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Carl and Flora Bengtson.

wntmg at regular intervals to his mother and sister. Later, when sailing from Liverpool to South Africa, Carl and his shipmate found food and living conditions in­ tolerable, so they decided to skip ships as soon as they reached port. Because it was impossible to get work on any other ship in that port, they set out to walk to another port up the coast and wait there for a chance of work on another boat. Upon arriving there, they found no boat available so had to seek other employment till a ship was available. Finding a contractor, who was hiring, they applied for work. Learning that they did not speak Swahili or any of the other African tongues, the con­ tractor asked if they could swear in English. This, of course, was no problem and apparently was the only requirement, for they got the job of foremen on a construction project. Their job was to sit on a platform, with a whip in hand, and once in awhile yell at the crew. Carl often marveled at the ability of those natives being able to build a straight wall without benefit of square or plumb-line to guide them.

Eventually, Carl and his friend were able to get passage on a boat going to the United States. Upon arrival in the States, Carl decided to go to Canada where he knew some of his kinfolk had already gone. Arriving in Scandinavia, Manitoba in the late 1800's, Carl made his home with Mr. and Mrs. Hak.

Lumber being a needed commodity in a new set­ tlement, Carl began operating a sawmill - an operation he carried on most of his life, later adding a planer to his equipment. These, he moved from place to place as the need arose.

Carl took up a homestead on N.E. 30-17-18W near Erickson where he farmed for many years. On this homestead, he erected a small house consisting of one large room, an upstairs and a leanto for a kitchen.

The story goes, that when he had completed this house, he had a dance which caused problems to many who attended. Not being wise to the difference in raw and boiled linseed oil, Carl used raw linseed oil to mix his paint, only to find it took many, many weeks to dry. The guests, who sat on the stairs that evening, bore marks of Yellow Ochre stains on their clothes when they left the dance.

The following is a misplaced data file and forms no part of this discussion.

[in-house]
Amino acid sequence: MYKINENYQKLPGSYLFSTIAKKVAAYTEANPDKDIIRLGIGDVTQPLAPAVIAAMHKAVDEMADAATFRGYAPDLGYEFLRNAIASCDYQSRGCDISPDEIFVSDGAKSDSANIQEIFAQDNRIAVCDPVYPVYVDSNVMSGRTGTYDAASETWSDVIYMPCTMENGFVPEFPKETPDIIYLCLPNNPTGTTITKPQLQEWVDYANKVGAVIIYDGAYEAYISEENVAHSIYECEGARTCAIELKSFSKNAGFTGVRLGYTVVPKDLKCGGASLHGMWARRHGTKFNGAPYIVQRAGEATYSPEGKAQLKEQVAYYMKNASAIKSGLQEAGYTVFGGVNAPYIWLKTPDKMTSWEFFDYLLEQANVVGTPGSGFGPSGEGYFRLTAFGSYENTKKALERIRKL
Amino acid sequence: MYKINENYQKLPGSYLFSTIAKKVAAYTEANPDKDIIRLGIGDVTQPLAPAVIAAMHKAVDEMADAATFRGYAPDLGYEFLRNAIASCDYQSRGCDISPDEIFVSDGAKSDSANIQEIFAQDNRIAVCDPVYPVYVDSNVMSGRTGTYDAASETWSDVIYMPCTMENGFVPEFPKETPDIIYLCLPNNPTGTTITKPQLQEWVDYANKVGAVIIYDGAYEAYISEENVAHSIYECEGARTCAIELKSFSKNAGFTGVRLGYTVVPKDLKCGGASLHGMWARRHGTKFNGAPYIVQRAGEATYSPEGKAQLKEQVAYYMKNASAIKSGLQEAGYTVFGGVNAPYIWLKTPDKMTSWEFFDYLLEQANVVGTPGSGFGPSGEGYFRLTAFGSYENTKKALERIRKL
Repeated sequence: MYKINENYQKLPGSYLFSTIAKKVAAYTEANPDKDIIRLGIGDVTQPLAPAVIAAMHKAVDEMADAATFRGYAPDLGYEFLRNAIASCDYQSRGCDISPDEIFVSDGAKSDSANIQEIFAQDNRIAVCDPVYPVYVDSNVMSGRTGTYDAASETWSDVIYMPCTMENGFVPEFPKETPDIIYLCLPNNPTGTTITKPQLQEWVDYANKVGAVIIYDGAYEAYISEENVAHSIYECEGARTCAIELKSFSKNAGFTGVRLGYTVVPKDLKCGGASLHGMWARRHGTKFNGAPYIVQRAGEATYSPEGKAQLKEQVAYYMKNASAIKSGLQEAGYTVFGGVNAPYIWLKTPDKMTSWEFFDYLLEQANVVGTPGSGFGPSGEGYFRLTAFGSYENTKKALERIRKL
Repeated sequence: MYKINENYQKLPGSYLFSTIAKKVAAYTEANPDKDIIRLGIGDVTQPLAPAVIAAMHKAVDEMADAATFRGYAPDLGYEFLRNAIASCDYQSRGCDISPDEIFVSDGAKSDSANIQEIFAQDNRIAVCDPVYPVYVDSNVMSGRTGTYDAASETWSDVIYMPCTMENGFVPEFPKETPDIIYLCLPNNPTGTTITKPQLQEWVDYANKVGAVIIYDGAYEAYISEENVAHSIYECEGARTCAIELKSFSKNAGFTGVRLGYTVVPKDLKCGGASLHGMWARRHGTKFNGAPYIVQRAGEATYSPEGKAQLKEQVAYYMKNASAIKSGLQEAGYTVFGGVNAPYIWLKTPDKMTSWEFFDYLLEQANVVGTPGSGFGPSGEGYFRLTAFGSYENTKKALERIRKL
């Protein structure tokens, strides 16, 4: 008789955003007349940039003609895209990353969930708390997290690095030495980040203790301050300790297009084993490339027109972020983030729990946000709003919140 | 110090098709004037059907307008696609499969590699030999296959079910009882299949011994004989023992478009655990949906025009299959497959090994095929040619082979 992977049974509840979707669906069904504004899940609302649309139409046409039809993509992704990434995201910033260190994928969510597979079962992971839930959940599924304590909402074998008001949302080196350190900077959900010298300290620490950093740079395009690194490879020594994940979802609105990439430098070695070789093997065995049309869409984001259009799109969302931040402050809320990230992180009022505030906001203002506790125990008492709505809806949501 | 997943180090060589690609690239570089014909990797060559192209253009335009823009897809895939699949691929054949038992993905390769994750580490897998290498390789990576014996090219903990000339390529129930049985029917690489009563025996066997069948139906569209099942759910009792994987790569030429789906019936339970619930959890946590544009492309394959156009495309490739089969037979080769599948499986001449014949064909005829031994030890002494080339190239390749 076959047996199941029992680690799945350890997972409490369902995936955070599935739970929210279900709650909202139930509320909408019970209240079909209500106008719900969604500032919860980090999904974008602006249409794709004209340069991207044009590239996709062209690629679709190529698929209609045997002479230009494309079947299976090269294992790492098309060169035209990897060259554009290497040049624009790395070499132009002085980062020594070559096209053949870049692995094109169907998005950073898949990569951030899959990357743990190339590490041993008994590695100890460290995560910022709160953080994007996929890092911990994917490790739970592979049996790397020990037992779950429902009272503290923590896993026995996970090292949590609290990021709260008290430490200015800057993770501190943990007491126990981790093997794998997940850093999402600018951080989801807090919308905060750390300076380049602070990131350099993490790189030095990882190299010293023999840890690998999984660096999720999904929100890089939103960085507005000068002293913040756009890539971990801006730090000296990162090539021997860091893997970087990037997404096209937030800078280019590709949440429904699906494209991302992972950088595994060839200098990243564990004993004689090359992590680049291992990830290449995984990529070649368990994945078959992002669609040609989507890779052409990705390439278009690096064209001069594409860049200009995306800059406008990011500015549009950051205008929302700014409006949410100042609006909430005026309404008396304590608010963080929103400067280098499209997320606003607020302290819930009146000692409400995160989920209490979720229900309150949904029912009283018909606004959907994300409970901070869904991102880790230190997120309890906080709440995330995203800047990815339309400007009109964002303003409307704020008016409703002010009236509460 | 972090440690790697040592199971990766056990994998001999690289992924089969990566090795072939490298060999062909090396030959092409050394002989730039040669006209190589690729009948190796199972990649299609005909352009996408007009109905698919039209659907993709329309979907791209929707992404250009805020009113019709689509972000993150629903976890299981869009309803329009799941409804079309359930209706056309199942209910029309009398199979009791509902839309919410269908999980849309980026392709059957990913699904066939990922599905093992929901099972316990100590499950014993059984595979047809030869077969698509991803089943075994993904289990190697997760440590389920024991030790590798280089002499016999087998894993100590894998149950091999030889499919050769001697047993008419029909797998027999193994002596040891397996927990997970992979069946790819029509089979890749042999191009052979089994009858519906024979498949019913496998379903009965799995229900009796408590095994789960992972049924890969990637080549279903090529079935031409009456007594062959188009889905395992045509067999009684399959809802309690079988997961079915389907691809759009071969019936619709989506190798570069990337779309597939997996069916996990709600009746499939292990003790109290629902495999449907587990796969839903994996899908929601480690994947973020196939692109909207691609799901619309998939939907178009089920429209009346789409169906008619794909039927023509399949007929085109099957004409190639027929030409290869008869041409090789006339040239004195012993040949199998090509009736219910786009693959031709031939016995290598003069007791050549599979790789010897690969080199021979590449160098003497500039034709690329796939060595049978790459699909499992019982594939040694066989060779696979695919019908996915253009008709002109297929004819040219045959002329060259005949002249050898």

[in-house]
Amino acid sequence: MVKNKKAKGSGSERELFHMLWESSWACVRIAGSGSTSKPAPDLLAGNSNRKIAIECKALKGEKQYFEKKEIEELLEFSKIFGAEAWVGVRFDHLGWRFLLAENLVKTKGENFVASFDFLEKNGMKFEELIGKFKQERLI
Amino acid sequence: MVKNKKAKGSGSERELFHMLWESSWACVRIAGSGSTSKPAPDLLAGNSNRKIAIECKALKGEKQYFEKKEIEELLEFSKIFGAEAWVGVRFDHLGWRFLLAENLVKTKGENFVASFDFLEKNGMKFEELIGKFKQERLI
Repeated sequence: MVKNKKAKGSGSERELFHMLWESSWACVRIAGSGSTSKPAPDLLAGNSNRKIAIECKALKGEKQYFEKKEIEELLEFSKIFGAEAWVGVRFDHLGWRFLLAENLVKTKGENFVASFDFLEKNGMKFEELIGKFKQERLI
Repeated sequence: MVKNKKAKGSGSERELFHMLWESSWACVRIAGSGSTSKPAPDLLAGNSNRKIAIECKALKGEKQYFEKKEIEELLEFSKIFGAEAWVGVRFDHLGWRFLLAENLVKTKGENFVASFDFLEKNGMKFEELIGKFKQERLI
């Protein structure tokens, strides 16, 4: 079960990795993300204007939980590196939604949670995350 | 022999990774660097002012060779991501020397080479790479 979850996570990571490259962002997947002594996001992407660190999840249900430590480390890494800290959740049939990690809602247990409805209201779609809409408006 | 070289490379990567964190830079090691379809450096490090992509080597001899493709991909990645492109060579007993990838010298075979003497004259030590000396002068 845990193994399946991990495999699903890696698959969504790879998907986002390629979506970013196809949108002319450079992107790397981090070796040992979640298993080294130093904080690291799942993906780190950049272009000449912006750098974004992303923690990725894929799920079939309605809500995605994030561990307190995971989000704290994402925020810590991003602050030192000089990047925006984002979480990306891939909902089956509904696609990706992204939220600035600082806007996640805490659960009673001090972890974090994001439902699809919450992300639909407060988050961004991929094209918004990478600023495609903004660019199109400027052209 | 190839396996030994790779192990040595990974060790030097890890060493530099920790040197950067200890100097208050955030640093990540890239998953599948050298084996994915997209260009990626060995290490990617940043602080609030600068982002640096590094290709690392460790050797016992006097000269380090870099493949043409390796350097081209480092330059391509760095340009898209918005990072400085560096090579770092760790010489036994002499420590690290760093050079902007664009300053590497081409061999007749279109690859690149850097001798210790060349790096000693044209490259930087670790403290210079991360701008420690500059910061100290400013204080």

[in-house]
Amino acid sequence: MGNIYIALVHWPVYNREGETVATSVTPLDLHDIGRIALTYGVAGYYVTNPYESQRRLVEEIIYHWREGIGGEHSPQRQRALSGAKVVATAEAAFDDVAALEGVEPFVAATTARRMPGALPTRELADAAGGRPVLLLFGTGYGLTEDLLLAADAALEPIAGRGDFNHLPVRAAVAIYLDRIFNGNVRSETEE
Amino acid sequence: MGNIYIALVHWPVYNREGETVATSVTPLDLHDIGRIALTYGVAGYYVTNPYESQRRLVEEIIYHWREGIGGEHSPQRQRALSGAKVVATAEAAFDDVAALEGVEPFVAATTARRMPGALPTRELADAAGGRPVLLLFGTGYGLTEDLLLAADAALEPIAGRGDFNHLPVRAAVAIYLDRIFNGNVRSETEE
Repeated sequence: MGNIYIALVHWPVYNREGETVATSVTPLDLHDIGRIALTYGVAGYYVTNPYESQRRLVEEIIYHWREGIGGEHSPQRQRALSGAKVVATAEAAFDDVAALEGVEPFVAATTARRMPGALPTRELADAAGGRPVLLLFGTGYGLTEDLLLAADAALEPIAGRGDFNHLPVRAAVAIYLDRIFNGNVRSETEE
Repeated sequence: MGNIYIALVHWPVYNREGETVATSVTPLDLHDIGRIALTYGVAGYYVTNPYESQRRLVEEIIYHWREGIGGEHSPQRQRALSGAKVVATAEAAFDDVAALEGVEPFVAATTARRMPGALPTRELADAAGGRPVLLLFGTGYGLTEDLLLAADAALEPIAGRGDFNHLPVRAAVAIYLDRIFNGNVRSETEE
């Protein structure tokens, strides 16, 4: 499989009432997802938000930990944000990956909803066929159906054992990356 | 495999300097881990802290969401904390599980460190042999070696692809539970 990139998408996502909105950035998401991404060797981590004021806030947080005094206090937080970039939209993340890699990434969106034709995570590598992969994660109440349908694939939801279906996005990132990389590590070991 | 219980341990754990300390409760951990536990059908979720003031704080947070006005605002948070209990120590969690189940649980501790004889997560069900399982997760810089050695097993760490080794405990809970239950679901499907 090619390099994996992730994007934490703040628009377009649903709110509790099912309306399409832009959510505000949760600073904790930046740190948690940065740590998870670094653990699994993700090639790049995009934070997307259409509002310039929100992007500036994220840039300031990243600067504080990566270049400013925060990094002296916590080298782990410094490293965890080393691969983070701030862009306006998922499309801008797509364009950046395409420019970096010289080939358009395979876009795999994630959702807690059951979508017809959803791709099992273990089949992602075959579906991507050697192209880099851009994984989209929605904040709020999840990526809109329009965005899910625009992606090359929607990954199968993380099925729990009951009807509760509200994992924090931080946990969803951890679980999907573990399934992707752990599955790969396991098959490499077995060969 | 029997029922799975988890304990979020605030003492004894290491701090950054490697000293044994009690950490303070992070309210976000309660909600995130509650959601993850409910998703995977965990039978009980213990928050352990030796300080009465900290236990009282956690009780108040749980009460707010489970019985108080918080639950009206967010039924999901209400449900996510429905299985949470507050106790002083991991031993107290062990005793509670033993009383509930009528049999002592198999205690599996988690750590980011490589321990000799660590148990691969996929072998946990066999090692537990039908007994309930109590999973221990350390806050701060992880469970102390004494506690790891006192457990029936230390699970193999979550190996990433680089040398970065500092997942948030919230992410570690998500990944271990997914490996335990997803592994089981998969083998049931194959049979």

Carl also owned and operated a threshing outfit which was to harvest his own crops and that of his neighbours.

On November 22, 1907, he married Flora Ann Tales in Minnedosa. This union was blessed with four children.

Flora, after being ill for some time, died at the home of her parents in Clanwilliam, July 31, 1913.

Carl was a member of the Augustana Lutheran church in Scandinavia. He also took part in the Foresters Lodge, the Fox Farm, the Scandia Hall Association, etc.

Carl had the McLaughlin Buick agency for a number of years. He finally sold his farm to his son, John O. Carlson. Then he bought a house in Erickson. He built a garage and Elmer Johnson was mechanic there until he moved to Merced, California because of ill health.

Through the years Carl held the agency for Massey Harris Machinery, Five Roses Flour, Beach Stoves, Easy Washers, Renfrew Cream Separators, etc.

During the depression, Carl employed many of the men sent out from Winnipeg, under government regulations.

Carl continued to operate his sawmill and planer as well as the lumber yard. He bought lumber from many of the people around Erickson who were able to take out a few logs thus giving them an extra income. After Carl's death on March 25, 1940, the yard was sold to Olov Olson.

I was born on the Tales farm but after the death of my mother, I went to make my home in Clanwilliam with my grandparents for ten years before returning to live with my dad in Erickson. I attended school in Erickson and took part in the activities of the Augustana Lutheran Church, the Relief Society, the Erickson W.1. and the 4- H.

In December, 1927, I married Enoch Ehlin. (refer to Enoch Ehlin).

I shall pass through this life but once. If therefore, there is any kindness

I can show,

Or any good I can do any fellow being, Let me do it now!

Let me not deter or neglect it,

For I shall not pass this way again.